Gats Griscomb was a hoodlum of the old school. He died in the thirties, the nineteen-thirties. He was forty-five, an ugly, balding man of mixed descent. He was short, even by the standards of the day, and mean in any era. It was said disparagingly, even among those who worked for him, that he had a six hundred word vocabulary, but it was enough to fully flesh out the world as he saw it. What he lacked in brains, he made up for with blind sucking greed. He was a man who scared people as he walked down the street, people who didn’t know who he was, as if he oozed some kind of pheromone. Maybe it was the swagger, or the guns he carried in each pocket of the cheap black seersucker jacket. I’ve seen his mug shots, and Gats was a cross between Danny De Vito and Bob Hoskins, only uglier. From the crime scene photos, it appeared that death did him justice, though probably not enough.
Gats ran the rackets in the counties north of New York. His business was bootleg liquor, gambling and prostitution. The area was mostly rural back then, with a lot of small towns. But his clientele came from the city, people looking for a place to hide in plain sight, or stage their liquor, or get laid without worrying about the competition breaking in with guns drawn. Gats worked hand in glove with the local police as long as he left the locals alone. Three generations before it was in, he was a man of sudden urges and instant gratification, and sometimes, to feel the rush, he had to kill someone.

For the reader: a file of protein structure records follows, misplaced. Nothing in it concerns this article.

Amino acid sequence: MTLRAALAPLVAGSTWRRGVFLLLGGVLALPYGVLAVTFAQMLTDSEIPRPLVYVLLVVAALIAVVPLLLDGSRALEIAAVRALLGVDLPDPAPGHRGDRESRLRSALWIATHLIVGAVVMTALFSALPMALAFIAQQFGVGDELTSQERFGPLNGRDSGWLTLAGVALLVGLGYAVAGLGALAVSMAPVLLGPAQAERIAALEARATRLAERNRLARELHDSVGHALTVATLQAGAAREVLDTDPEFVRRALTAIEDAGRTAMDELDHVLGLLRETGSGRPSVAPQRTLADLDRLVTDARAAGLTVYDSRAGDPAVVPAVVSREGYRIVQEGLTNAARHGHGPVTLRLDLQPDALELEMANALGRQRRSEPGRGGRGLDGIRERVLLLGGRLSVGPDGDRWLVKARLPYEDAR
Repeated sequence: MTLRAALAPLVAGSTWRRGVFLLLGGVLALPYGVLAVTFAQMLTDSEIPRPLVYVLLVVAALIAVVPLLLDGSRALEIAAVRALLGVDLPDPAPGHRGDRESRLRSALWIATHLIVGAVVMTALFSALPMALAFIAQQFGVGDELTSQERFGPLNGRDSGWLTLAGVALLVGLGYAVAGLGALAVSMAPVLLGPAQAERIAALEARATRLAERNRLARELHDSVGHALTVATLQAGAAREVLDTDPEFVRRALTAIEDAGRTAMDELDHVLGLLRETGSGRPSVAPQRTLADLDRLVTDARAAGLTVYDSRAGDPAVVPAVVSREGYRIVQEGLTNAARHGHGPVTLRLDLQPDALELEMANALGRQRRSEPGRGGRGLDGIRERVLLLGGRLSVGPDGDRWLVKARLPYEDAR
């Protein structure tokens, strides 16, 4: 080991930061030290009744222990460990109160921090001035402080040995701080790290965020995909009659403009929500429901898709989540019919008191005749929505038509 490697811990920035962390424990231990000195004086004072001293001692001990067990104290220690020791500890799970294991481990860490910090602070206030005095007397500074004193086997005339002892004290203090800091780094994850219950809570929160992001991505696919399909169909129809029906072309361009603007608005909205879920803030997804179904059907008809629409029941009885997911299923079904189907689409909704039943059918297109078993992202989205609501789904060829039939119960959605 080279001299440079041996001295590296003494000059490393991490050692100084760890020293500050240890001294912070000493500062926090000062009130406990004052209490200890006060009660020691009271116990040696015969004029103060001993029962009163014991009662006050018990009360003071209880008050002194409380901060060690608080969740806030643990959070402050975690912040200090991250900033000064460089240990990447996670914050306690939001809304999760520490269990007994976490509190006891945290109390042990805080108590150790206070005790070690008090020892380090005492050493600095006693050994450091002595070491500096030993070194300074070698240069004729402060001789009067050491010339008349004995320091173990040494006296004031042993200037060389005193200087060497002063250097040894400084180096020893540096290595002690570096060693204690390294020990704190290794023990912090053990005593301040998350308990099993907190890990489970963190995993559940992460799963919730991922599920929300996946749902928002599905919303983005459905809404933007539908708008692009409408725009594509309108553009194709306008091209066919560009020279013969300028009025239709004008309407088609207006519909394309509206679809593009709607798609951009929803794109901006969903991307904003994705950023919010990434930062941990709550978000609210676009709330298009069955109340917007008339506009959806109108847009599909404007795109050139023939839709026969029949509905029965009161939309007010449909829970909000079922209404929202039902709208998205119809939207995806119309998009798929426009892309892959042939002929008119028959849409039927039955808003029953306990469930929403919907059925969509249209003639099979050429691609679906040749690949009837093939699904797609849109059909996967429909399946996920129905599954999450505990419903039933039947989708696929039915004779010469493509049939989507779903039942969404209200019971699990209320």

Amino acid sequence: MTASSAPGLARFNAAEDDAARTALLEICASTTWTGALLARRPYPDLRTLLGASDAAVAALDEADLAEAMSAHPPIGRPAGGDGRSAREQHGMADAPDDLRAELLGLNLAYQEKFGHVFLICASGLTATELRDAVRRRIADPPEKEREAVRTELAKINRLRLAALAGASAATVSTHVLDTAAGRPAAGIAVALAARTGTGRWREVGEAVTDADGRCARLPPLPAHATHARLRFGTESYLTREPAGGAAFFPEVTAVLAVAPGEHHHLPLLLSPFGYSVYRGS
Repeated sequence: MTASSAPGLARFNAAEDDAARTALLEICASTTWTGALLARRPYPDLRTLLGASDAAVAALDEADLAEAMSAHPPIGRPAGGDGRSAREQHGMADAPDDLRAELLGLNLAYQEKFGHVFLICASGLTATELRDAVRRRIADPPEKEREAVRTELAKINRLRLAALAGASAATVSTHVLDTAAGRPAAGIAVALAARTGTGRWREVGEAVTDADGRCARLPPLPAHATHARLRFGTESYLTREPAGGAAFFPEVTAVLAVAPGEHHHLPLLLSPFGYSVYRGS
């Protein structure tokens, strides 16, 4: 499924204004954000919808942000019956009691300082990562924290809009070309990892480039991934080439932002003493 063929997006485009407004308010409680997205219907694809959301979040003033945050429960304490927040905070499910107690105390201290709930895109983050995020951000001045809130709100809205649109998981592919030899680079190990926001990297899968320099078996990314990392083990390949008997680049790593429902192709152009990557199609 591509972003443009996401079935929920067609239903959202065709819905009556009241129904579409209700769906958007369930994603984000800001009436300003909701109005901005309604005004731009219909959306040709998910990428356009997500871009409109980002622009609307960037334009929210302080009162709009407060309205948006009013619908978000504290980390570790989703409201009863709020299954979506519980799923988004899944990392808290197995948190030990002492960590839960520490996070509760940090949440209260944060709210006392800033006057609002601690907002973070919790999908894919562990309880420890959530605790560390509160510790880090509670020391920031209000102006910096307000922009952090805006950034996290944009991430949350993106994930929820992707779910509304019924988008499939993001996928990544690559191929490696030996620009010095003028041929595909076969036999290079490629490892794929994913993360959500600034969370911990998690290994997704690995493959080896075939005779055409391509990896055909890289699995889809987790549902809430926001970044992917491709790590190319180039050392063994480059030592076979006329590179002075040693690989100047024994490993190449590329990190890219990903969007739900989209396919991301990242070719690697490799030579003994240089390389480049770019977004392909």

It was like that one cold February morning when Gats finished a roll in the hay with his finest whore, a woman so beautiful she made men woozy as the blood left their heads for nether regions. But Gats was in a lousy mood, didn’t pay her, in fact tipped her with a slap in the face. It was a performance thing, and no way it was his fault. It put him in the mood for killing. Her too.